Three pillars of our electricity relationship

Starting as a means of light in fluorescent lightbulbs and now powering the very means of transportation we rely on to be a functioning member of society. The negatively charged particles in atoms called electrons are the conduit to bringing our global community into the future. As we move towards an electrified world, we can organize our interaction with electricity into three parts. How we use, create and store electricity.


Our use of electricity is the most common facet of our relationship. We utilize electricity to wake up in the morning and then wind down on our TVs or computers in the evening, and even our books have gone electric!


The history of electricity generation began with Thomas Edison’s 1882 Pearl Street Station that would send electricity to high-profile users in the business district of New York. Now electricity creation is available to most homeowners or businesses through the power of solar photovoltaics (PV) systems, distributed generation at its finest.


This form of energy management has been one of the most challenging aspects. Traditionally stored energy took the form of gas or natural gas in tanks or portable containers. Even hydroelectric dams can pump water upstream when electricity costs less and then let the water come down, powering the turbines when the cost increases. Now batteries store electricity through lithium Polymer technologies allowing for renewable energy generation to become usable during all times, not intermittently.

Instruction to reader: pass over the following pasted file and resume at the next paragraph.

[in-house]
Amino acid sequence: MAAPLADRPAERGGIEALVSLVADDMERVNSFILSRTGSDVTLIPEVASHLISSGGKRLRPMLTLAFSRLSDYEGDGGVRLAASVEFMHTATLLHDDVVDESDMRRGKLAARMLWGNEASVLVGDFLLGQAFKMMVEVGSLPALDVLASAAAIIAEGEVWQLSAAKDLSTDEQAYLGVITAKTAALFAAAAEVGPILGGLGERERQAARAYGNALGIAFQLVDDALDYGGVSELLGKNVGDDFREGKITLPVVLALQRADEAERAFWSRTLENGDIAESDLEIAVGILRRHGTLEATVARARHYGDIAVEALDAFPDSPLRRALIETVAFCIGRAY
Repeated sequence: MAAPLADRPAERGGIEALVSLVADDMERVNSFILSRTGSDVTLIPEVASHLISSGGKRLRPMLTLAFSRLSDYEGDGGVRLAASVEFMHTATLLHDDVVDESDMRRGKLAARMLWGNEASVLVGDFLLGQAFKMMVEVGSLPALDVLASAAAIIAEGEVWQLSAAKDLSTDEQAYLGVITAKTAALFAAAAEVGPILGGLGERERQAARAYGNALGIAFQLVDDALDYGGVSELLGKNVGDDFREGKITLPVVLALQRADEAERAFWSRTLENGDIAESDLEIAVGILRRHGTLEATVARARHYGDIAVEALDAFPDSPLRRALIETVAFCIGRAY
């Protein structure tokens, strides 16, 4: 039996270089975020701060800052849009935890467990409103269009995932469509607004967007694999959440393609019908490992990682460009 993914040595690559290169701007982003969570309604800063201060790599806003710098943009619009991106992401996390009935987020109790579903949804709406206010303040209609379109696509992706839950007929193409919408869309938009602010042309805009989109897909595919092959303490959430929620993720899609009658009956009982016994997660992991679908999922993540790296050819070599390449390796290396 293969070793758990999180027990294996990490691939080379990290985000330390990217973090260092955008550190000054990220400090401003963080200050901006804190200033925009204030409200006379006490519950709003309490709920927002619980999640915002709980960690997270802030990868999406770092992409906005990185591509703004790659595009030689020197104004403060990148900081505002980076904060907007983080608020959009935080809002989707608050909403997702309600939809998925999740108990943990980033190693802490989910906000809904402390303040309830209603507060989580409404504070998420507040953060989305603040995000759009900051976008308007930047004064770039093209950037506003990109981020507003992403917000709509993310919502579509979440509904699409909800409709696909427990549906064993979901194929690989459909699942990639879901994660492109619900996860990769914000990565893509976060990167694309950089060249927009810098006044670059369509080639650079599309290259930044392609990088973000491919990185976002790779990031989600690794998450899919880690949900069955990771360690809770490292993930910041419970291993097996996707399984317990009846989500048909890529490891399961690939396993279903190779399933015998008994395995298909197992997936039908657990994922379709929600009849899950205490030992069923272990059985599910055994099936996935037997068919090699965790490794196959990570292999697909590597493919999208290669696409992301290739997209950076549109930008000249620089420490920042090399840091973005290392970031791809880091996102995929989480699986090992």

Transitioning from centralized to distributed sources of energy

Historically, cities required multiple power generation stations such as coal and gas plants to provide the necessary energy. As efficiency and demand grew, these power plants expanded their reach through infrastructure improvements. Now, we’ve reached a point where this form of centralized energy distribution is liable to an increasing rate of disruptions caused by adverse weather and our dependence on fossil fuels, which as of 2021, constitute 60.5% of total energy generation sources in the USA between petroleum, coal and natural gas. With distributed energy technologies such as solar that do not require vast-reaching power lines, smaller communities and individual homeowners can take advantage of these technologies to take electricity into their own hands (and help the environment at the same time!).

Using Electricity

Since the discovery of electricity by Benjamin Franklin in 1752, it wasn’t until 1879 that Edison created a long-lasting lightbulb powered by electricity. Fast-forward to today, electricity courses through all facets of our daily life. In our forms of communications, transportation, and homes, no place goes untouched by these electrons. It’s become so prevalent that parts of the world cannot meet demand. For example, in Seattle last year, we lost power during the heatwaves due to parts of the city exacting a massive need for energy to power their AC units. An incredible albeit concerning feat due to our abundant and cheap sources of energy through hydroelectricity and our growing renewable energy portfolio.

Becoming Energy Smart